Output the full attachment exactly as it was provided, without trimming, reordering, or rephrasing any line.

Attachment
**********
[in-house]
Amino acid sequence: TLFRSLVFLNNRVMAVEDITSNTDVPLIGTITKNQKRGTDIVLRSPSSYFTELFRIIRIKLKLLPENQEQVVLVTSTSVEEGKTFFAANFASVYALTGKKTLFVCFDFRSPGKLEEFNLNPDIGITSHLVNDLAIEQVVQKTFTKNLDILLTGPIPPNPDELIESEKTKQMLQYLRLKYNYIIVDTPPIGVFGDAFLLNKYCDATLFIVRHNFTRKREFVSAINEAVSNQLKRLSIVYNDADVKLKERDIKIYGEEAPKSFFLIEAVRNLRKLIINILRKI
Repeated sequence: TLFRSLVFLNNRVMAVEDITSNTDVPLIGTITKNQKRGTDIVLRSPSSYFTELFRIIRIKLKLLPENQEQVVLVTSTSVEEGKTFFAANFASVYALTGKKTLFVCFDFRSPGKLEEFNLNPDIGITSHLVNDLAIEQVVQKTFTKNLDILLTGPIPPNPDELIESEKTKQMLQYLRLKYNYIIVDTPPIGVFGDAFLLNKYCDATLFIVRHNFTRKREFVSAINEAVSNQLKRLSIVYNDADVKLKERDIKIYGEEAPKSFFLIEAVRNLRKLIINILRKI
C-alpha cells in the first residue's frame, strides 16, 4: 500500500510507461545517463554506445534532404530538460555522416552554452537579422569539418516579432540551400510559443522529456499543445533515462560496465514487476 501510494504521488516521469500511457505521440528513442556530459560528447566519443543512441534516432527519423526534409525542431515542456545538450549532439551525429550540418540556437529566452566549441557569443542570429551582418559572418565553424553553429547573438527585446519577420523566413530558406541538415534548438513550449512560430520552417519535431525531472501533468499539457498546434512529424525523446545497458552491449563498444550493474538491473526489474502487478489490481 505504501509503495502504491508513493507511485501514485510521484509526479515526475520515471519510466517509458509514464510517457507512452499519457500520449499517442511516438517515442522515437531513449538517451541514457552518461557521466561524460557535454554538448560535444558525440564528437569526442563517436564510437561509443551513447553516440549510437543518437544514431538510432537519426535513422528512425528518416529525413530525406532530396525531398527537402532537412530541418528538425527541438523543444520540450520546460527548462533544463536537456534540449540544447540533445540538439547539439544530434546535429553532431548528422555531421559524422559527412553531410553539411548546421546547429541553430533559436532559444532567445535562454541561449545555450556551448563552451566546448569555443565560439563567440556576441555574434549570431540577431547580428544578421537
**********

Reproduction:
[in-house]
Amino acid sequence: TLFRSLVFLNNRVMAVEDITSNTDVPLIGTITKNQKRGTDIVLRSPSSYFTELFRIIRIKLKLLPENQEQVVLVTSTSVEEGKTFFAANFASVYALTGKKTLFVCFDFRSPGKLEEFNLNPDIGITSHLVNDLAIEQVVQKTFTKNLDILLTGPIPPNPDELIESEKTKQMLQYLRLKYNYIIVDTPPIGVFGDAFLLNKYCDATLFIVRHNFTRKREFVSAINEAVSNQLKRLSIVYNDADVKLKERDIKIYGEEAPKSFFLIEAVRNLRKLIINILRKI
Repeated sequence: TLFRSLVFLNNRVMAVEDITSNTDVPLIGTITKNQKRGTDIVLRSPSSYFTELFRIIRIKLKLLPENQEQVVLVTSTSVEEGKTFFAANFASVYALTGKKTLFVCFDFRSPGKLEEFNLNPDIGITSHLVNDLAIEQVVQKTFTKNLDILLTGPIPPNPDELIESEKTKQMLQYLRLKYNYIIVDTPPIGVFGDAFLLNKYCDATLFIVRHNFTRKREFVSAINEAVSNQLKRLSIVYNDADVKLKERDIKIYGEEAPKSFFLIEAVRNLRKLIINILRKI
C-alpha cells in the first residue's frame, strides 16, 4: 500500500510507461545517463554506445534532404530538460555522416552554452537579422569539418516579432540551400510559443522529456499543445533515462560496465514487476 501510494504521488516521469500511457505521440528513442556530459560528447566519443543512441534516432527519423526534409525542431515542456545538450549532439551525429550540418540556437529566452566549441557569443542570429551582418559572418565553424553553429547573438527585446519577420523566413530558406541538415534548438513550449512560430520552417519535431525531472501533468499539457498546434512529424525523446545497458552491449563498444550493474538491473526489474502487478489490481 505504501509503495502504491508513493507511485501514485510521484509526479515526475520515471519510466517509458509514464510517457507512452499519457500520449499517442511516438517515442522515437531513449538517451541514457552518461557521466561524460557535454554538448560535444558525440564528437569526442563517436564510437561509443551513447553516440549510437543518437544514431538510432537519426535513422528512425528518416529525413530525406532530396525531398527537402532537412530541418528538425527541438523543444520540450520546460527548462533544463536537456534540449540544447540533445540538439547539439544530434546535429553532431548528422555531421559524422559527412553531410553539411548546421546547429541553430533559436532559444532567445535562454541561449545555450556551448563552451566546448569555443565560439563567440556576441555574434549570431540577431547580428544578421537